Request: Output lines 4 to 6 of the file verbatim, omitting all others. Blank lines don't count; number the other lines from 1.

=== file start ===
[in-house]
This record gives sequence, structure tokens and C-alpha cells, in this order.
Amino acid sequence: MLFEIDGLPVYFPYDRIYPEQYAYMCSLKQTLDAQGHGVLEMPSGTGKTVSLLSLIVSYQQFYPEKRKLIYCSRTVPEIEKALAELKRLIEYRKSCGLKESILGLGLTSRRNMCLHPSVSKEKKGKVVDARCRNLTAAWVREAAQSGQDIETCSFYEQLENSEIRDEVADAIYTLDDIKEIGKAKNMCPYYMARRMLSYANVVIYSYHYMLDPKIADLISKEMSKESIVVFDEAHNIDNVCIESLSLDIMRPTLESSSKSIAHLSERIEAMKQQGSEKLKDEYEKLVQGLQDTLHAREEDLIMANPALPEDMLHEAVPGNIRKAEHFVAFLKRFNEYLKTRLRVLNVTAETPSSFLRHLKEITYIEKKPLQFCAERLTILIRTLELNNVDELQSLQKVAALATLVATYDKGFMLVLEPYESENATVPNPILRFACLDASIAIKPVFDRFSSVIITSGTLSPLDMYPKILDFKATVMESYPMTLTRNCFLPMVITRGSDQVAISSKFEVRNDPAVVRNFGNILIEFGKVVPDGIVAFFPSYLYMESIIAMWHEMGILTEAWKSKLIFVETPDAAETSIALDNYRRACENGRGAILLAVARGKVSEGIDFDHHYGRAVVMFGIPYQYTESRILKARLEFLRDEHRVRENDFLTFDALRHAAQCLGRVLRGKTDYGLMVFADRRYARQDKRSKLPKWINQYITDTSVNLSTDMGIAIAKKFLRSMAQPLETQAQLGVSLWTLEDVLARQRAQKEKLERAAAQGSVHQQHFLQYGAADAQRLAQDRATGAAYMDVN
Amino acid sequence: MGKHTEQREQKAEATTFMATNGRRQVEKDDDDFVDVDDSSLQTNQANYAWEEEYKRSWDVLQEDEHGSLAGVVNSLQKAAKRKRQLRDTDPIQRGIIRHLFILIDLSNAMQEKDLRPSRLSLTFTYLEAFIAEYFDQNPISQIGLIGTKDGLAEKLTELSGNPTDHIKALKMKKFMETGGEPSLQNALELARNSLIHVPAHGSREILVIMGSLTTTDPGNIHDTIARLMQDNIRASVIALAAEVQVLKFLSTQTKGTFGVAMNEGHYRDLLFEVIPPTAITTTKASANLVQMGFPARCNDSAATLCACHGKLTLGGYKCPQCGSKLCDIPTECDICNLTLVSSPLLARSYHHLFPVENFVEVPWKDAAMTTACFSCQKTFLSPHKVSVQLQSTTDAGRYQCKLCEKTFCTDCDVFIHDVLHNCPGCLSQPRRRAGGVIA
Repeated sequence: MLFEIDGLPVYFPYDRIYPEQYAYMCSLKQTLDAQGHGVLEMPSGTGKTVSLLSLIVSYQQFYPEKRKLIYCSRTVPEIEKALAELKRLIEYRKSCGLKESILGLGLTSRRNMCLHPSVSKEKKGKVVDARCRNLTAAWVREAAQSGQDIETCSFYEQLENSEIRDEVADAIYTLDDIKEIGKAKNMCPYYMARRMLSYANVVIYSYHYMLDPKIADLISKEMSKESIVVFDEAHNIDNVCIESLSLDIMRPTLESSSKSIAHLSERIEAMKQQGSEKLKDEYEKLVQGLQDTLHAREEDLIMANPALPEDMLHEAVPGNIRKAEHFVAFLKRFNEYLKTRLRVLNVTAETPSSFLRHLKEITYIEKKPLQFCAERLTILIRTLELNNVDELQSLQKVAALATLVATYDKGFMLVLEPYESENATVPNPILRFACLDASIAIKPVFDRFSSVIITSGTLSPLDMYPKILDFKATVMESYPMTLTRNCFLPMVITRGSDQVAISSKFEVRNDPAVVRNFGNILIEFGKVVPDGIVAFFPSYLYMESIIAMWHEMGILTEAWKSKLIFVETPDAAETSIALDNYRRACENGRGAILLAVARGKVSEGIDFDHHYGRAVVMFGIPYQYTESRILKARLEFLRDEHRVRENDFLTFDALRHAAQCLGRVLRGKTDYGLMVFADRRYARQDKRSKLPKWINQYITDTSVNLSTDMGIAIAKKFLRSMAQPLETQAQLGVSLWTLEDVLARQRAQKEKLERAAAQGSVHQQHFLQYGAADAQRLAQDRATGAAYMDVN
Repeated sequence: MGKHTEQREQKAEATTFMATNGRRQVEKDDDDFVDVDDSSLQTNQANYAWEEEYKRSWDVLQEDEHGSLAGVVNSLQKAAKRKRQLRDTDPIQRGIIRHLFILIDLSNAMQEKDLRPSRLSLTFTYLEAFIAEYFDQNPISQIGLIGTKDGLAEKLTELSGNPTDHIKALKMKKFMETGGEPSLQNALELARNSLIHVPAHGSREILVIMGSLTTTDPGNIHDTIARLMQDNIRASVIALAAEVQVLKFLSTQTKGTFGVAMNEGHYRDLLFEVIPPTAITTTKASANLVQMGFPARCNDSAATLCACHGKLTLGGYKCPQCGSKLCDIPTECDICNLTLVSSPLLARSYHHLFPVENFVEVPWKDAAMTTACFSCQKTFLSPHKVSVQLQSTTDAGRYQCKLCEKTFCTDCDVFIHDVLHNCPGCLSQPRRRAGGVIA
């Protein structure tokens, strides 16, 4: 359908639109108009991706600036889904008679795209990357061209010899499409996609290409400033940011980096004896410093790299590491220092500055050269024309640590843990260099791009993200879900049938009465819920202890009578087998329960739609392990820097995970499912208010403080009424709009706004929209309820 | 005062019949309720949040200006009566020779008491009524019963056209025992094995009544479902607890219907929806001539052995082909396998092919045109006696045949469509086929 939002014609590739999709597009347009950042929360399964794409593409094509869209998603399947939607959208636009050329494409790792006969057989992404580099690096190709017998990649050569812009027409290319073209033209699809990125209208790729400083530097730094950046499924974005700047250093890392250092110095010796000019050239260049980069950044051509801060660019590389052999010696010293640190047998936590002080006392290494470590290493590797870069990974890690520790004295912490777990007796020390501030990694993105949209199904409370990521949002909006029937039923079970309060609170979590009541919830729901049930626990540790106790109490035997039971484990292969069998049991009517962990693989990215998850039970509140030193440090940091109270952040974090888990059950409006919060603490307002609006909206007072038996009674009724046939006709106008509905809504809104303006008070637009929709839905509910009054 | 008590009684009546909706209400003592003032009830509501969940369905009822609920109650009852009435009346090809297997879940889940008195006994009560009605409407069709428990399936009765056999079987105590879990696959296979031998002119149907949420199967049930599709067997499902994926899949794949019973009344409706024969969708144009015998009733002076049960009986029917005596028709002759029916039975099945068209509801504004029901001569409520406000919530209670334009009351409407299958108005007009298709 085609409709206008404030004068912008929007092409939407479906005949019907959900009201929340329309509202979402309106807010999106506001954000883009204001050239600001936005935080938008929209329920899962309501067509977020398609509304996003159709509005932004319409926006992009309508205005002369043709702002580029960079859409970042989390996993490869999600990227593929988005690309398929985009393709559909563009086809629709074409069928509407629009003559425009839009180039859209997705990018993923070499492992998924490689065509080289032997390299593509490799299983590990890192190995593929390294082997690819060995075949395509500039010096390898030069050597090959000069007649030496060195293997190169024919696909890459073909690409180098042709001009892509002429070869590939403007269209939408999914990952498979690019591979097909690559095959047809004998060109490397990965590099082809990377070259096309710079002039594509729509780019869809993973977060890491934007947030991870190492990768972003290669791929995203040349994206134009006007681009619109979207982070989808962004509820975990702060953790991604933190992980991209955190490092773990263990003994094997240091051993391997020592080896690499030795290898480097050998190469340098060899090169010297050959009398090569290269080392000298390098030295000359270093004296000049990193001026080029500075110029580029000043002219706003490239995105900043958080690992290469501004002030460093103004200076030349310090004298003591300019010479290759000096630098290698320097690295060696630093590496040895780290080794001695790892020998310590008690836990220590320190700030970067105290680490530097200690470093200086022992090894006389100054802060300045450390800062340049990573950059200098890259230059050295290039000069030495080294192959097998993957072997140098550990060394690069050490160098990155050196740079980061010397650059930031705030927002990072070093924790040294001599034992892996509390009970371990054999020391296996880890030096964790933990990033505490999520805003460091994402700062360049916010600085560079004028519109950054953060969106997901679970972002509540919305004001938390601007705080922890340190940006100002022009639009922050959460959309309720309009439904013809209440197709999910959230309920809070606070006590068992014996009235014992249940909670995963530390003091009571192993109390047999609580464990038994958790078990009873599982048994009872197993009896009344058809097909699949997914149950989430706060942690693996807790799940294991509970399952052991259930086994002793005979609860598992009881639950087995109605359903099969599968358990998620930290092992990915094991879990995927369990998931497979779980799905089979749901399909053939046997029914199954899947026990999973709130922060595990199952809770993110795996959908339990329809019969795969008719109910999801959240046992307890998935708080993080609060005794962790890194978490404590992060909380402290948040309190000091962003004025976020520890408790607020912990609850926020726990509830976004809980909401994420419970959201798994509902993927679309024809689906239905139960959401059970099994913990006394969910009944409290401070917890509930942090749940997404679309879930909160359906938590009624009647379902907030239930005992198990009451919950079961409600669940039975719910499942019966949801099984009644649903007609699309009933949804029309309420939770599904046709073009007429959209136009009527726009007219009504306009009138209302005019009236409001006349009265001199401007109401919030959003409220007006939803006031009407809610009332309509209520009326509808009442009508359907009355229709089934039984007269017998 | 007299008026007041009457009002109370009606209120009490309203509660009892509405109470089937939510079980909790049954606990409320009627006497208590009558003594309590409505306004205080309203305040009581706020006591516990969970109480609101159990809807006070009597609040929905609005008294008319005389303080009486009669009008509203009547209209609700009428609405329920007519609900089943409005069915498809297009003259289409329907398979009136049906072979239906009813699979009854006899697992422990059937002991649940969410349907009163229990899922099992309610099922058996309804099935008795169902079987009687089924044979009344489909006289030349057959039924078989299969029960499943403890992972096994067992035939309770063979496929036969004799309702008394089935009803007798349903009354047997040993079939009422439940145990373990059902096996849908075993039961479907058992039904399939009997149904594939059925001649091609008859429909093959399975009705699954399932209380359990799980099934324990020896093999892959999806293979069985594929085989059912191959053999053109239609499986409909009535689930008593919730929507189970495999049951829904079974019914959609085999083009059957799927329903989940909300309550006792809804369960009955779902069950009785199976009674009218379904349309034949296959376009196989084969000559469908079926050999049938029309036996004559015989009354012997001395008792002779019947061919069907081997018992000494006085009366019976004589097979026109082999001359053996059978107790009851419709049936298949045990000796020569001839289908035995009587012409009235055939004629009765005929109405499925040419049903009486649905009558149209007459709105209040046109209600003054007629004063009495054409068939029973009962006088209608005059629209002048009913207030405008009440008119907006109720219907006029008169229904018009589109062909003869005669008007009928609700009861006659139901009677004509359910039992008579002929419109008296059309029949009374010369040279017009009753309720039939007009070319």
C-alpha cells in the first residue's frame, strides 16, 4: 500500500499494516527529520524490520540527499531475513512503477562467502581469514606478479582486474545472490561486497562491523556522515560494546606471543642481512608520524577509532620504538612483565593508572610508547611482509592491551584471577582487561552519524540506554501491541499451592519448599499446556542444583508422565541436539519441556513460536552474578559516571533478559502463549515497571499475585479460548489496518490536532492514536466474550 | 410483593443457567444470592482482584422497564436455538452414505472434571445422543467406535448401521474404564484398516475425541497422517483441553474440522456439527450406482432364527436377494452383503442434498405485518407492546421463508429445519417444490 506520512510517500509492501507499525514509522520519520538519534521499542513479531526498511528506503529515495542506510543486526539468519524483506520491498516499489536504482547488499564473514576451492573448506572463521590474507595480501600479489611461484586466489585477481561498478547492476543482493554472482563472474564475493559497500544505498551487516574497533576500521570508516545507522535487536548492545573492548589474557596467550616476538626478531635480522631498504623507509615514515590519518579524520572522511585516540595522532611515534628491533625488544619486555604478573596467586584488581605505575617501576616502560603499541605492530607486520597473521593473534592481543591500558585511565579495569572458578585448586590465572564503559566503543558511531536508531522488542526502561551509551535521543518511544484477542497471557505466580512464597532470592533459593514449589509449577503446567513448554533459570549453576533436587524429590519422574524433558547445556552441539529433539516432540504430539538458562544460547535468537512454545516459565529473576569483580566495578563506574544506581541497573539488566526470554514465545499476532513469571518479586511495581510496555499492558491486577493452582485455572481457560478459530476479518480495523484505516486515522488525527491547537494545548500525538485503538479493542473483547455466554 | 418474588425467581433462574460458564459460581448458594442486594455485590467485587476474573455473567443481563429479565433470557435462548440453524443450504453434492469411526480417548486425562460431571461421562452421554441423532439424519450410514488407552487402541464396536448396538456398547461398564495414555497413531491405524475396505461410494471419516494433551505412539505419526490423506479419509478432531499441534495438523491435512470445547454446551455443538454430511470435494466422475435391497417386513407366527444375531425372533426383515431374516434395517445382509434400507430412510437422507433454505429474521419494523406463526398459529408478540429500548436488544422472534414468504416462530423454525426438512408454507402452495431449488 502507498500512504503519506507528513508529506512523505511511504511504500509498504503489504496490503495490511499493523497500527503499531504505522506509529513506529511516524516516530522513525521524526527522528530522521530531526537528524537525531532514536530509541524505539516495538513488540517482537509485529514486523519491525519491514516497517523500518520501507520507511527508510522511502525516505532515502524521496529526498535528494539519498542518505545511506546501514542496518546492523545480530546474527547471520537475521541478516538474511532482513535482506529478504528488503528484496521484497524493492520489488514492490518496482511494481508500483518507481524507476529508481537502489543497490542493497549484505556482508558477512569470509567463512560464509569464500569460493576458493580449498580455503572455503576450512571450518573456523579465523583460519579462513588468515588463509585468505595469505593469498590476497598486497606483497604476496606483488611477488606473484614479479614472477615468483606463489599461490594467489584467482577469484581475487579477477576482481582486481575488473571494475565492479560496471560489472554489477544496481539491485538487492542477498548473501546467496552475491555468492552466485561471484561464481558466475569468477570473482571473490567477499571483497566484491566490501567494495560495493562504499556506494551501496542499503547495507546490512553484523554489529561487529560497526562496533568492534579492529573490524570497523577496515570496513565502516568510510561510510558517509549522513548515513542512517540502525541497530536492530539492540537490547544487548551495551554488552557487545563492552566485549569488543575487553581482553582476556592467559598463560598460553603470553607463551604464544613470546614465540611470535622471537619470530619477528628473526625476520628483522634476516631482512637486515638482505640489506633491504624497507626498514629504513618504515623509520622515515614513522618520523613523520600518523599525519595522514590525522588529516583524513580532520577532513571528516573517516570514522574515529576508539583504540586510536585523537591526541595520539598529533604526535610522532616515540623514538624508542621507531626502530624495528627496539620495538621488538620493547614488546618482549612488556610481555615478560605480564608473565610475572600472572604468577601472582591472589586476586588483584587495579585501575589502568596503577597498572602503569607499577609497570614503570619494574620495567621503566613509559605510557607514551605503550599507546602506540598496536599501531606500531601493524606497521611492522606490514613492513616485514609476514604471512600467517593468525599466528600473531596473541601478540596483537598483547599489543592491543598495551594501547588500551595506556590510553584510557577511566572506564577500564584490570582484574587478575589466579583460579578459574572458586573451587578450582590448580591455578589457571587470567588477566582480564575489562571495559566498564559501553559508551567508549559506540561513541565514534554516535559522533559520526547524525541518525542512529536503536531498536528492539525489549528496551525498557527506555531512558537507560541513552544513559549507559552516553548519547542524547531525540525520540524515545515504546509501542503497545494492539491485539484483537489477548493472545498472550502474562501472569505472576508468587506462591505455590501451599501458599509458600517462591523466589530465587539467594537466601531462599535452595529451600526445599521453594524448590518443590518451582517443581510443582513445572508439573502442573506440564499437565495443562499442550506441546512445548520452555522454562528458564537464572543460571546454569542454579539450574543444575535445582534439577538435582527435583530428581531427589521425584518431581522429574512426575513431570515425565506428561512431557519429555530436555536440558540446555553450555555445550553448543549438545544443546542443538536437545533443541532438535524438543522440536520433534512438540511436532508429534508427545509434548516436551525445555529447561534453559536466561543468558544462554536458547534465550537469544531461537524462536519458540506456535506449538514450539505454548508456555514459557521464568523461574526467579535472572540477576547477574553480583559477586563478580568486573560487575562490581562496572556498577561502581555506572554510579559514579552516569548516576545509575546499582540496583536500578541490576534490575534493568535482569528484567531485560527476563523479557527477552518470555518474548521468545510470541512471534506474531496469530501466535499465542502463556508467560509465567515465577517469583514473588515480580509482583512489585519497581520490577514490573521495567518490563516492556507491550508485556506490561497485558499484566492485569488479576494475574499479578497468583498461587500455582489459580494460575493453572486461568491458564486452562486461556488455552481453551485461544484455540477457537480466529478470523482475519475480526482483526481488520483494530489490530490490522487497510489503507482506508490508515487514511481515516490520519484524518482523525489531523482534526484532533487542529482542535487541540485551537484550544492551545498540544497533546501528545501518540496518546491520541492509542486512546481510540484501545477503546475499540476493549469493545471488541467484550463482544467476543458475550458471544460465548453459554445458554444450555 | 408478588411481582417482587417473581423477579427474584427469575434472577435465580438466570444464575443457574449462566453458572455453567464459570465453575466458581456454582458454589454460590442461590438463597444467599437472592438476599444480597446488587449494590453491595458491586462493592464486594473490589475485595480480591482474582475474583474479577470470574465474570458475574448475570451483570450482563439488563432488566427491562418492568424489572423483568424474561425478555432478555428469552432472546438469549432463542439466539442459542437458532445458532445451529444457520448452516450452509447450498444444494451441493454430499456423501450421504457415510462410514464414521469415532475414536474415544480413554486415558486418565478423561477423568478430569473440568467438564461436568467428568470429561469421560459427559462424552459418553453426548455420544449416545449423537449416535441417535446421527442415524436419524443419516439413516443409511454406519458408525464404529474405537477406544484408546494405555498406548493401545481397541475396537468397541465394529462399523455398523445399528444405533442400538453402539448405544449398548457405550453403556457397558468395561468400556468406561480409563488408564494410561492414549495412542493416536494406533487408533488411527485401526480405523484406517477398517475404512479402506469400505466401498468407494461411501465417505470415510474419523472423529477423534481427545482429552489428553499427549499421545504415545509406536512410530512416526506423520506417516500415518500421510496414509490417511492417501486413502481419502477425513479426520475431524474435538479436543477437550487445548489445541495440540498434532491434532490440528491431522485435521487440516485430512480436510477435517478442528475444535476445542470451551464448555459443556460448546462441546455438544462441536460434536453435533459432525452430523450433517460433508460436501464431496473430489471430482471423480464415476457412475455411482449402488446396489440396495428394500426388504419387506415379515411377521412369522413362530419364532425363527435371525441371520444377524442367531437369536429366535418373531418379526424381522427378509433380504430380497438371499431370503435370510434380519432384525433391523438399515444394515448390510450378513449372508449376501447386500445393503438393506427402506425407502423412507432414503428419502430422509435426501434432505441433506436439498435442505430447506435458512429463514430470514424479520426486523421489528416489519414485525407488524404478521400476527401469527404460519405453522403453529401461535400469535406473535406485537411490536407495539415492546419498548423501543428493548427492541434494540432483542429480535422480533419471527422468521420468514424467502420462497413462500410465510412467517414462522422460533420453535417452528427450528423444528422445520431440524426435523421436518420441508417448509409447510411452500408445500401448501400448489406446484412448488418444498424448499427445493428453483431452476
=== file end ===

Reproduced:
Amino acid sequence: MGKHTEQREQKAEATTFMATNGRRQVEKDDDDFVDVDDSSLQTNQANYAWEEEYKRSWDVLQEDEHGSLAGVVNSLQKAAKRKRQLRDTDPIQRGIIRHLFILIDLSNAMQEKDLRPSRLSLTFTYLEAFIAEYFDQNPISQIGLIGTKDGLAEKLTELSGNPTDHIKALKMKKFMETGGEPSLQNALELARNSLIHVPAHGSREILVIMGSLTTTDPGNIHDTIARLMQDNIRASVIALAAEVQVLKFLSTQTKGTFGVAMNEGHYRDLLFEVIPPTAITTTKASANLVQMGFPARCNDSAATLCACHGKLTLGGYKCPQCGSKLCDIPTECDICNLTLVSSPLLARSYHHLFPVENFVEVPWKDAAMTTACFSCQKTFLSPHKVSVQLQSTTDAGRYQCKLCEKTFCTDCDVFIHDVLHNCPGCLSQPRRRAGGVIA
Repeated sequence: MLFEIDGLPVYFPYDRIYPEQYAYMCSLKQTLDAQGHGVLEMPSGTGKTVSLLSLIVSYQQFYPEKRKLIYCSRTVPEIEKALAELKRLIEYRKSCGLKESILGLGLTSRRNMCLHPSVSKEKKGKVVDARCRNLTAAWVREAAQSGQDIETCSFYEQLENSEIRDEVADAIYTLDDIKEIGKAKNMCPYYMARRMLSYANVVIYSYHYMLDPKIADLISKEMSKESIVVFDEAHNIDNVCIESLSLDIMRPTLESSSKSIAHLSERIEAMKQQGSEKLKDEYEKLVQGLQDTLHAREEDLIMANPALPEDMLHEAVPGNIRKAEHFVAFLKRFNEYLKTRLRVLNVTAETPSSFLRHLKEITYIEKKPLQFCAERLTILIRTLELNNVDELQSLQKVAALATLVATYDKGFMLVLEPYESENATVPNPILRFACLDASIAIKPVFDRFSSVIITSGTLSPLDMYPKILDFKATVMESYPMTLTRNCFLPMVITRGSDQVAISSKFEVRNDPAVVRNFGNILIEFGKVVPDGIVAFFPSYLYMESIIAMWHEMGILTEAWKSKLIFVETPDAAETSIALDNYRRACENGRGAILLAVARGKVSEGIDFDHHYGRAVVMFGIPYQYTESRILKARLEFLRDEHRVRENDFLTFDALRHAAQCLGRVLRGKTDYGLMVFADRRYARQDKRSKLPKWINQYITDTSVNLSTDMGIAIAKKFLRSMAQPLETQAQLGVSLWTLEDVLARQRAQKEKLERAAAQGSVHQQHFLQYGAADAQRLAQDRATGAAYMDVN
Repeated sequence: MGKHTEQREQKAEATTFMATNGRRQVEKDDDDFVDVDDSSLQTNQANYAWEEEYKRSWDVLQEDEHGSLAGVVNSLQKAAKRKRQLRDTDPIQRGIIRHLFILIDLSNAMQEKDLRPSRLSLTFTYLEAFIAEYFDQNPISQIGLIGTKDGLAEKLTELSGNPTDHIKALKMKKFMETGGEPSLQNALELARNSLIHVPAHGSREILVIMGSLTTTDPGNIHDTIARLMQDNIRASVIALAAEVQVLKFLSTQTKGTFGVAMNEGHYRDLLFEVIPPTAITTTKASANLVQMGFPARCNDSAATLCACHGKLTLGGYKCPQCGSKLCDIPTECDICNLTLVSSPLLARSYHHLFPVENFVEVPWKDAAMTTACFSCQKTFLSPHKVSVQLQSTTDAGRYQCKLCEKTFCTDCDVFIHDVLHNCPGCLSQPRRRAGGVIA